In this study, we aimed to investigate the pathways of recognition of acute lymphoblastic leukemia blasts by natural killer cells and to verify whether differences in natural killer cell activating receptor ligand expression among groups defined by age of patients, or presence of cytogenetic/molecular aberrations correlate with the susceptibility to recognition and killing. We analyzed 103 newly diagnosed acute lymphoblastic leukemia patients: 46 adults and 57 children. Pediatric blasts showed a significantly higher expression of Nec-2 (P=0.03), ULBP-1 (P=0.01) and ULBP-3 (P=0.04) compared to adult cells. The differential expression of these ligands between adults and children was confined to B-lineage acute lymphoblastic leukemia with no known molecular alterations. Within molecularly defined subgroups of patients, a high surface expression of NKG2D and DNAM1 ligands was found on BCR-ABL(+) blasts, regardless of patient age. Accordingly, BCR-ABL(+) blasts proved to be significantly more susceptible to natural killer-dependent lysis than B-lineage blasts without molecular aberrations (P=0.03). Cytotoxic tests performed in the presence of neutralizing antibodies indicated a pathway of acute lymphoblastic leukemia cell recognition in the setting of the Nec-2/DNAM-1 interaction. These data provide a biological explanation of the different roles played by alloreactive natural killer cells in pediatric versus adult acute lymphoblastic leukemia and suggest that new natural killer-based strategies targeting specific subgroups of patients, particularly those BCR-ABL(+), are worth pursuing further.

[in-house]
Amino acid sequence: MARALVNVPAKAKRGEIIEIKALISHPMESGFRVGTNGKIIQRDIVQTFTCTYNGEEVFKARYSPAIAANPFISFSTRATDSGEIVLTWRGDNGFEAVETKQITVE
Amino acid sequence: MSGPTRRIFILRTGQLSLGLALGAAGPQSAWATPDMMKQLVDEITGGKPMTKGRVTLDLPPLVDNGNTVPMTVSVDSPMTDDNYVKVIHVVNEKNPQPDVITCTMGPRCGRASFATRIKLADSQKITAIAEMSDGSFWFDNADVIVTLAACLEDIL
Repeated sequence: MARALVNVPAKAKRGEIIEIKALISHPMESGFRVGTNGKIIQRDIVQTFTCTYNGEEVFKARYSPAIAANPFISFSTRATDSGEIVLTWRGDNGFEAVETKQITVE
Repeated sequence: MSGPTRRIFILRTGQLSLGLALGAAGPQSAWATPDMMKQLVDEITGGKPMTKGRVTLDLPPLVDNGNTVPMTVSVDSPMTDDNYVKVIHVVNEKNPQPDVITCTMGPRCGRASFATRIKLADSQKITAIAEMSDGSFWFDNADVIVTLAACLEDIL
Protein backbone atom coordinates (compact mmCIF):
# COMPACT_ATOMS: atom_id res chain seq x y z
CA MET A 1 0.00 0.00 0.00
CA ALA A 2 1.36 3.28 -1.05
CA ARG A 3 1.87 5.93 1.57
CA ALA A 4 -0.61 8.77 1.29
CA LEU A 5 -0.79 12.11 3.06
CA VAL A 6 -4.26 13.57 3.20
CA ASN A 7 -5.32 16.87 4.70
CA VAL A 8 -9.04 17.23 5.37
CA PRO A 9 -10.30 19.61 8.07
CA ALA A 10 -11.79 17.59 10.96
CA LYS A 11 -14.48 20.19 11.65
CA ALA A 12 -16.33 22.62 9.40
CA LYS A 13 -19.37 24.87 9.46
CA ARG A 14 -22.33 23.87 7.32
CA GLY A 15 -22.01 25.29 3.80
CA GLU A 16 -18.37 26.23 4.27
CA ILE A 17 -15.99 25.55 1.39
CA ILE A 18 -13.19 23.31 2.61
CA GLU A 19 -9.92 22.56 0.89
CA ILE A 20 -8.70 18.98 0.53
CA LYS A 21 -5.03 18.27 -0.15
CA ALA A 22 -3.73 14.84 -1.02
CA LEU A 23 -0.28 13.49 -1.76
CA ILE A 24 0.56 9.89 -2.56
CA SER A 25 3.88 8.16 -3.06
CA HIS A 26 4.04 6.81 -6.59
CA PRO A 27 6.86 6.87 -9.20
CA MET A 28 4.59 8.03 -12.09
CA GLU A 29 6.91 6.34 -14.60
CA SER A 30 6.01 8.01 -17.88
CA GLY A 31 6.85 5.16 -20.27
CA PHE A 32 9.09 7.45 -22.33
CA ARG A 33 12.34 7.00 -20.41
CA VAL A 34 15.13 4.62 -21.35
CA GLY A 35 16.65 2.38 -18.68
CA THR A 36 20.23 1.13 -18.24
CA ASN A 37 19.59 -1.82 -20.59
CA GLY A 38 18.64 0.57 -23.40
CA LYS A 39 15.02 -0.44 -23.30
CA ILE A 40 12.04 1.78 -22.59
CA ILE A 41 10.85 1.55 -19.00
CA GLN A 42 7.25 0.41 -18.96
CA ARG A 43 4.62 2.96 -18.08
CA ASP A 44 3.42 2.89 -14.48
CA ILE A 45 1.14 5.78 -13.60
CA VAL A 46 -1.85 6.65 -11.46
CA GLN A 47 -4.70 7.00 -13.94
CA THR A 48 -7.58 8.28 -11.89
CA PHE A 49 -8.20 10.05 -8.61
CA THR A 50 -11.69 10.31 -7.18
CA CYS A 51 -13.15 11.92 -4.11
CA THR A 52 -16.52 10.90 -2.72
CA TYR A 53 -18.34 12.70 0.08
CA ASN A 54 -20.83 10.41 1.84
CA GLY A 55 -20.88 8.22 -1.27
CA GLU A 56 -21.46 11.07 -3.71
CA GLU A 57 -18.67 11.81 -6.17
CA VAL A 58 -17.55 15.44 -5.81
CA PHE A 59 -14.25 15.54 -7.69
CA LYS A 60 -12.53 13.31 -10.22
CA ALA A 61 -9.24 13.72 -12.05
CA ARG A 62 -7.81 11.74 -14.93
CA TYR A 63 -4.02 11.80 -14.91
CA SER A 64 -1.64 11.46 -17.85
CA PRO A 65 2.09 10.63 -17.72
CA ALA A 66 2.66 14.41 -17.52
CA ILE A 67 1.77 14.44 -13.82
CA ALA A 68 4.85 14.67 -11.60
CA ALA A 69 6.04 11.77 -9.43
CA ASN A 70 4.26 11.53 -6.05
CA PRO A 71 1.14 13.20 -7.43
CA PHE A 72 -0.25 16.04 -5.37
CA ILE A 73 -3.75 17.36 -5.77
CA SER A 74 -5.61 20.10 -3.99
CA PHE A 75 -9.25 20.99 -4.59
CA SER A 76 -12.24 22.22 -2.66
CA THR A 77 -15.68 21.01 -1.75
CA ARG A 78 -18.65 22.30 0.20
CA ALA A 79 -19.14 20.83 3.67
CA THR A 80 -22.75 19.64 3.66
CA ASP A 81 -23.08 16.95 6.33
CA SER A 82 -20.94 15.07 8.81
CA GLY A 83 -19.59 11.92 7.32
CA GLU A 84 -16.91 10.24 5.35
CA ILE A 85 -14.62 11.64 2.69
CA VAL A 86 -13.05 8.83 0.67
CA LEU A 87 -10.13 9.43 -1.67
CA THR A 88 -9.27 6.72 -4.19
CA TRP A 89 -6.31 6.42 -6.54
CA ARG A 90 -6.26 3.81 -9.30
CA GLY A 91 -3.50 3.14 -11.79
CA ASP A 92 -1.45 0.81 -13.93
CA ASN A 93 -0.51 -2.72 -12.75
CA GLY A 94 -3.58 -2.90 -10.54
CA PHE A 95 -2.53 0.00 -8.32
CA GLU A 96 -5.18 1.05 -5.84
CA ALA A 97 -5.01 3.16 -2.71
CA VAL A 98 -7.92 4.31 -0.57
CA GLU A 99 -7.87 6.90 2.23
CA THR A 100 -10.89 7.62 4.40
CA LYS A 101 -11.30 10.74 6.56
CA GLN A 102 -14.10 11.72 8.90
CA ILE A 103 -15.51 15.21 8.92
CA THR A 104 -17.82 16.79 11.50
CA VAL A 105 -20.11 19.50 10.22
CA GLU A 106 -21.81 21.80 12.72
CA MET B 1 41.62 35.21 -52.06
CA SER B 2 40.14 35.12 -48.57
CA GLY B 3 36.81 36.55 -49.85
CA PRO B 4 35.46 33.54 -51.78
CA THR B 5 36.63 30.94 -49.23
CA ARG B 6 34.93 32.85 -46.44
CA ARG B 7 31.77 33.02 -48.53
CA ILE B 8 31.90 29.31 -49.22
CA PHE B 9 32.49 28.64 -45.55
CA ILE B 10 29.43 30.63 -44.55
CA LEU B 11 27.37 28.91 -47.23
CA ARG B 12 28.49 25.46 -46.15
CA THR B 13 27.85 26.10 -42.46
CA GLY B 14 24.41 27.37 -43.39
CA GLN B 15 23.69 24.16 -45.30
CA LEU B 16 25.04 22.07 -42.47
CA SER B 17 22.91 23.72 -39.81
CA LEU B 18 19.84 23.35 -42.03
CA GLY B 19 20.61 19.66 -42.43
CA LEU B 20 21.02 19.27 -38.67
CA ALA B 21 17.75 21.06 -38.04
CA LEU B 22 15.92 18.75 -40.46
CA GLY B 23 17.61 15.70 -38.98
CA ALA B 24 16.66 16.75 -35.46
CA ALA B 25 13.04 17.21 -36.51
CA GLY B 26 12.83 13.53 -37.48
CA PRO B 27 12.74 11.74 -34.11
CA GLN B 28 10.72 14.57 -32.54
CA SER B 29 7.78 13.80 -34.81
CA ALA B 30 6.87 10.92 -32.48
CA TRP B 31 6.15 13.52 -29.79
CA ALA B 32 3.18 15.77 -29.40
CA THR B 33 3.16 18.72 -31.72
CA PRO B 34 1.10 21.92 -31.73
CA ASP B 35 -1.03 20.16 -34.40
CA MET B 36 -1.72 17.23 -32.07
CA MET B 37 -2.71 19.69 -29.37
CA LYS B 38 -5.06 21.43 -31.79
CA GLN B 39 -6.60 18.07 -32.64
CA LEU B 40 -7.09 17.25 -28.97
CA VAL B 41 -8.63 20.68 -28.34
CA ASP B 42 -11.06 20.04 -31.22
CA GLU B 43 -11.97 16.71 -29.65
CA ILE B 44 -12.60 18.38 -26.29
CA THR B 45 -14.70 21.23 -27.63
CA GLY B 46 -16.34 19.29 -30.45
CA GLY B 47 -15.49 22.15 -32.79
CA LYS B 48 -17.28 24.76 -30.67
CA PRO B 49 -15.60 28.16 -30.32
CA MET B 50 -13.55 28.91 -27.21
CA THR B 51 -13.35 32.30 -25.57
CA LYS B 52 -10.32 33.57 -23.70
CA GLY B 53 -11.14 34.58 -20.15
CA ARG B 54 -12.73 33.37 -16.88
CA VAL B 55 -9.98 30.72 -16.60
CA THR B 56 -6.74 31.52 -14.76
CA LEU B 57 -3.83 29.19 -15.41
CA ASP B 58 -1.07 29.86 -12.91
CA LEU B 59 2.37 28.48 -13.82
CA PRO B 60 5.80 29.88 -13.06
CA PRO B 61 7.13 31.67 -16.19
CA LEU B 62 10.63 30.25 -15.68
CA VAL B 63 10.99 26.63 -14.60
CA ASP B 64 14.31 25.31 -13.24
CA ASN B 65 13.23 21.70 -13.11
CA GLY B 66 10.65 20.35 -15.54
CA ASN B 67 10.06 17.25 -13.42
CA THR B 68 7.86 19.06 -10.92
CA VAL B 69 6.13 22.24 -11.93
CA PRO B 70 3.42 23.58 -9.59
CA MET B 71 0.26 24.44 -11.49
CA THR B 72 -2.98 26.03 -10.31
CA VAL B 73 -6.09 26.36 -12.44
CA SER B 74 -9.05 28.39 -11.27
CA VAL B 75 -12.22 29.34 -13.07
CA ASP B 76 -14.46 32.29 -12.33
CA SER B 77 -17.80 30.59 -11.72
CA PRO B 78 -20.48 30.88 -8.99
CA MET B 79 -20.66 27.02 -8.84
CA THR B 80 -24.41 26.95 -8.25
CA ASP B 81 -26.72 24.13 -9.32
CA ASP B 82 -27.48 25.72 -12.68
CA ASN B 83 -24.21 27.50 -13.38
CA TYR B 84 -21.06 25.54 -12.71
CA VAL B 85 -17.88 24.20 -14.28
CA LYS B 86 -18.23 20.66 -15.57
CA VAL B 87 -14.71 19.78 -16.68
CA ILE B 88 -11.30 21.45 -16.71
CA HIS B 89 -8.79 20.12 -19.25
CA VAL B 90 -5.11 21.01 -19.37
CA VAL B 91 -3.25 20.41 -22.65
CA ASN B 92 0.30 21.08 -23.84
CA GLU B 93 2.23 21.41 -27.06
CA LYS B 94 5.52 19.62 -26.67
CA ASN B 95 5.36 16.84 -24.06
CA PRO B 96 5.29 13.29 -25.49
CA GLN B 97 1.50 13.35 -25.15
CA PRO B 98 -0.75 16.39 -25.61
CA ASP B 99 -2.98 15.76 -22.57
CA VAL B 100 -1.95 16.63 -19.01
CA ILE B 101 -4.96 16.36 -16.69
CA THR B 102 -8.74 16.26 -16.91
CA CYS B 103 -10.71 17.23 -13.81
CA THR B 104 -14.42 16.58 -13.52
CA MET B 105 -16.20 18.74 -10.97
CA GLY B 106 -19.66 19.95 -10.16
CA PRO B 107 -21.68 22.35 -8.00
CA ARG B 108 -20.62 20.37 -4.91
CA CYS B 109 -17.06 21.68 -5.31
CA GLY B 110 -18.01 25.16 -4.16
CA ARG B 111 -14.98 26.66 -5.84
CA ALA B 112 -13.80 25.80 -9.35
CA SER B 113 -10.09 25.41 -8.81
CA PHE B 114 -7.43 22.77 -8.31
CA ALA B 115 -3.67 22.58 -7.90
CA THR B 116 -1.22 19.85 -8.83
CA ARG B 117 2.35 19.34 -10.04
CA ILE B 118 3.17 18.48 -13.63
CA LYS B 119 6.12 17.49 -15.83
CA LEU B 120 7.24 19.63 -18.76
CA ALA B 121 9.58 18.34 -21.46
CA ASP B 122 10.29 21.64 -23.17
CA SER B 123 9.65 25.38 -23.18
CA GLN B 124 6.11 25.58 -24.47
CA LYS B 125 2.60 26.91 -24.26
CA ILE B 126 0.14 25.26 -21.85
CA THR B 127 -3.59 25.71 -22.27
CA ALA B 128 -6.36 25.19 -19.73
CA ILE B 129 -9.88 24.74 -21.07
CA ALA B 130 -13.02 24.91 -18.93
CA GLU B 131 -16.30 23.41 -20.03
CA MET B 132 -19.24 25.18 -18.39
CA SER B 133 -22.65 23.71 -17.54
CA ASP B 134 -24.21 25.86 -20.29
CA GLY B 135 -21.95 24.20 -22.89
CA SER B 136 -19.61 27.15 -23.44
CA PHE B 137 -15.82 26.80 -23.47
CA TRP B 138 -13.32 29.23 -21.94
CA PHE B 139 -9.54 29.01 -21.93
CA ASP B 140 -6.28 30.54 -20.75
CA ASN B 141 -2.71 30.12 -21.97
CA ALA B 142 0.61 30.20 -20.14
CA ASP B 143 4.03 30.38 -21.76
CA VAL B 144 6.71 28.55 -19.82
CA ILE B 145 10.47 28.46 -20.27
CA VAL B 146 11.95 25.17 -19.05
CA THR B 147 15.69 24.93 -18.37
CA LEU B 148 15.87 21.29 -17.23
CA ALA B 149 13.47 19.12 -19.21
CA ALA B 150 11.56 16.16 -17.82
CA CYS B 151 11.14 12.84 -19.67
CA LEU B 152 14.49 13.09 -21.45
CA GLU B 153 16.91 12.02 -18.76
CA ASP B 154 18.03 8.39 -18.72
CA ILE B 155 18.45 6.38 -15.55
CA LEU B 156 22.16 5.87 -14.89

Karawajew, Leonid; Dworzak, Michael; Ratei, Richard; Rhein, Peter; Gaipa, Giuseppe; Buldini, Barbara; Basso, Giuseppe; Hrusak, Ondrej; Ludwig, Wolf-Dieter; Henze, Günter; Seeger, Karl; von Stackelberg, Arend; Mejstrikova, Ester; Eckert, Cornelia